Studying lizard lungs to build replacement human lungs.

Princeton researchers are looking at the fast-growing lungs of ordinary, common lizards called brown anoles to find way to quickly create replacement lungs for humans in need of transplants:

Whereas human lungs develop over months and years into baroque tree-like structures, the anole lung develops in just a few days into crude lobes covered with bulbous protuberances. These gourd-like structures, while far less refined, allow the lizard to exchange oxygen for waste gases just as human lungs do. And because they grow quickly by leveraging simple mechanical processes, anole lungs provide new inspiration for engineers designing advanced biotechnologies.

“Our group is really interested in understanding lung development for engineering purposes,” said Celeste Nelson, the Wilke Family Professor in Bioengineering and the principal investigator of a study published Dec. 22 in the journal Science Advances. “If we understand how lungs build themselves, then perhaps we can take advantage of the mechanisms mother nature uses to regenerate or engineer tissues.”

The anole lung starts a few days into development as a hollow, elongated membrane surrounded by a uniform layer of smooth muscle. During development, the lung cells secrete fluid, and as they do so the inner membrane slowly inflates and thins like a balloon. The pressure pushes against the smooth muscle, causing it to tighten and spread apart into fiber bundles that ultimately form a honeycomb-shaped mesh. Fluid pressure continues pushing the stretchy membrane outward, bulging through the gaps in the sinewy mesh and forming fluid-filled bulbs that cover the lung. Those bulges create lots of surface area where the gas exchange occurs.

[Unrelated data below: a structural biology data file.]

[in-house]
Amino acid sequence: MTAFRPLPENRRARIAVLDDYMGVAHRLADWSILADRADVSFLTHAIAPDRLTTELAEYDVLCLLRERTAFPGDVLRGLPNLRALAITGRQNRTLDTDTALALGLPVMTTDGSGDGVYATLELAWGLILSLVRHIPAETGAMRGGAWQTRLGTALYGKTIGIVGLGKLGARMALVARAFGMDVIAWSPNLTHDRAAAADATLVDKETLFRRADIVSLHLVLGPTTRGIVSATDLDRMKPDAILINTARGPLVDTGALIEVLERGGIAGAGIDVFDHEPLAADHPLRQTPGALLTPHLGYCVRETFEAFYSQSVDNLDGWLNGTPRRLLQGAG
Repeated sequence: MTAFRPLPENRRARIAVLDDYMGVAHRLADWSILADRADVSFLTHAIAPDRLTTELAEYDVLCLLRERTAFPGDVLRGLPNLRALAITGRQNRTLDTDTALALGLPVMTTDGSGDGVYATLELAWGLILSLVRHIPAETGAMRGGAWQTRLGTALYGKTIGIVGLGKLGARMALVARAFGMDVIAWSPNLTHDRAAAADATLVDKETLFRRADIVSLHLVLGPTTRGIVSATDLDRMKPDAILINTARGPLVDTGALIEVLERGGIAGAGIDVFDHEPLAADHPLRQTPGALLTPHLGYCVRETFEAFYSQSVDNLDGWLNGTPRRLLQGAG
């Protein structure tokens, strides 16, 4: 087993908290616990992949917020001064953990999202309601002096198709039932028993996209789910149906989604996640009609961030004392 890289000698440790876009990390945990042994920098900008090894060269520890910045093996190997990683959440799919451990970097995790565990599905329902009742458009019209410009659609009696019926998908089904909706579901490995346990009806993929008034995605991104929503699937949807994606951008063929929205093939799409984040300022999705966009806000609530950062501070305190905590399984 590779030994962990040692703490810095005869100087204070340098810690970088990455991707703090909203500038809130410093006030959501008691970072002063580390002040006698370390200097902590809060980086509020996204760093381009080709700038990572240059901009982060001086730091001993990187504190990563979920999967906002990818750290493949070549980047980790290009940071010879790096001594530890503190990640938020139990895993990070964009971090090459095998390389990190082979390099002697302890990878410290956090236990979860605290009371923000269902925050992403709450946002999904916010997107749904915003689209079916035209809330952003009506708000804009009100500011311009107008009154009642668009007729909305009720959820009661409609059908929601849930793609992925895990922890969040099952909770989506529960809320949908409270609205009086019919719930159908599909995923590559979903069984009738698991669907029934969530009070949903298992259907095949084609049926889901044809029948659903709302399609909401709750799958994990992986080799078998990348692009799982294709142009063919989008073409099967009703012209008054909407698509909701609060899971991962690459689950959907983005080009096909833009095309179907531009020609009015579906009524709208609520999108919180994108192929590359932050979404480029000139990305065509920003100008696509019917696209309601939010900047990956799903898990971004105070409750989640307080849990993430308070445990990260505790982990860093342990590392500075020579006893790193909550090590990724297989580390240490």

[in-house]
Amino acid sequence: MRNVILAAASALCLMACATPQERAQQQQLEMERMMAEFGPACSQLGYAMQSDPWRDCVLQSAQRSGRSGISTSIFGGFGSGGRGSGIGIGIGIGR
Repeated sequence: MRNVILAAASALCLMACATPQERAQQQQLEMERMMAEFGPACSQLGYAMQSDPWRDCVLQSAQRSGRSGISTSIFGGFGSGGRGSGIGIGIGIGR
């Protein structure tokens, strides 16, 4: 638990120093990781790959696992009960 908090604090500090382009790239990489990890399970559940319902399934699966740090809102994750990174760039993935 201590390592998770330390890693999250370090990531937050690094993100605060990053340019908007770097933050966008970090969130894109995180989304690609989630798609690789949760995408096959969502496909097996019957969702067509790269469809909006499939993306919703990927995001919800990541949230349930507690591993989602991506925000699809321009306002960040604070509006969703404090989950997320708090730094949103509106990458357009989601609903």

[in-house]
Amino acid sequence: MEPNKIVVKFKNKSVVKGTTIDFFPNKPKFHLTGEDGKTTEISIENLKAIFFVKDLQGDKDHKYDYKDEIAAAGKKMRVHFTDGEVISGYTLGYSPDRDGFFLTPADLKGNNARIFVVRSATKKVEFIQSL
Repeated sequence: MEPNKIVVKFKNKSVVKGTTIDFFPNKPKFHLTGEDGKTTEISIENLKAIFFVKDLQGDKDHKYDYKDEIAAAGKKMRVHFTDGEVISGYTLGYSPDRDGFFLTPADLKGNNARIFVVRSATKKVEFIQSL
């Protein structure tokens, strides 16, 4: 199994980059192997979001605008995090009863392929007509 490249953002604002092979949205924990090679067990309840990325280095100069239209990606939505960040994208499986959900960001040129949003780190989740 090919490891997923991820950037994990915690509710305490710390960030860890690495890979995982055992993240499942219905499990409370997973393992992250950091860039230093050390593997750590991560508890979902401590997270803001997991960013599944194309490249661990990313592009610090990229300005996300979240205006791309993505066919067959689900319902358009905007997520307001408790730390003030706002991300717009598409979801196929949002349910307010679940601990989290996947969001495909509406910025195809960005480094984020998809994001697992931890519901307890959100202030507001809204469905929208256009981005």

And that’s it.

When Michael Palmer joined the lab as a graduate student, he took up the challenge of organizing this study — quite literally — from the ground up. Alligators proved too ornery. Green anoles refused to breed. After years of preliminary work, Palmer took a trip to Florida to capture wild brown anoles in late 2019. He and his colleague traipsed through the mud of a suburban park, turning over rocks and leaves along the edge of the woods. They used traps made of dental floss to capture about a dozen individuals and place them each in their own small terrarium. They then drove the animals from north Florida back to Princeton, where the University’s veterinarians and animal resources staff helped the team establish a permanent anole facility.

That’s when Palmer started looking at the eggs to map the organisms’ lung development. Working with Andrej Košmrlj, an assistant professor of mechanical and aerospace engineering, as well as graduate student Anvitha Sudhakar, Palmer used his observations to build a computational model of the lung and understand its physics.

“We were curious if we could learn anything about the basics of lung development from studying such a simple lung,” said Palmer, who earned his Ph.D. in chemical and biological engineering earlier this year. He had seen evidence that smooth muscle played a sculpting role in other systems, but in this study, he was able to observe how that worked directly.

“The lizard lung develops using a very physical mechanism,” Palmer said. “A cascade of pressure-induced tensions and pressure-induced buckling.” In less than two days, the organ goes from flat balloon to fully formed lung. And the process is simple enough that Palmer could use his computational model to build a working replica in the lab.

You can read the anole-inspired replacement-lung research here, in Science Advances.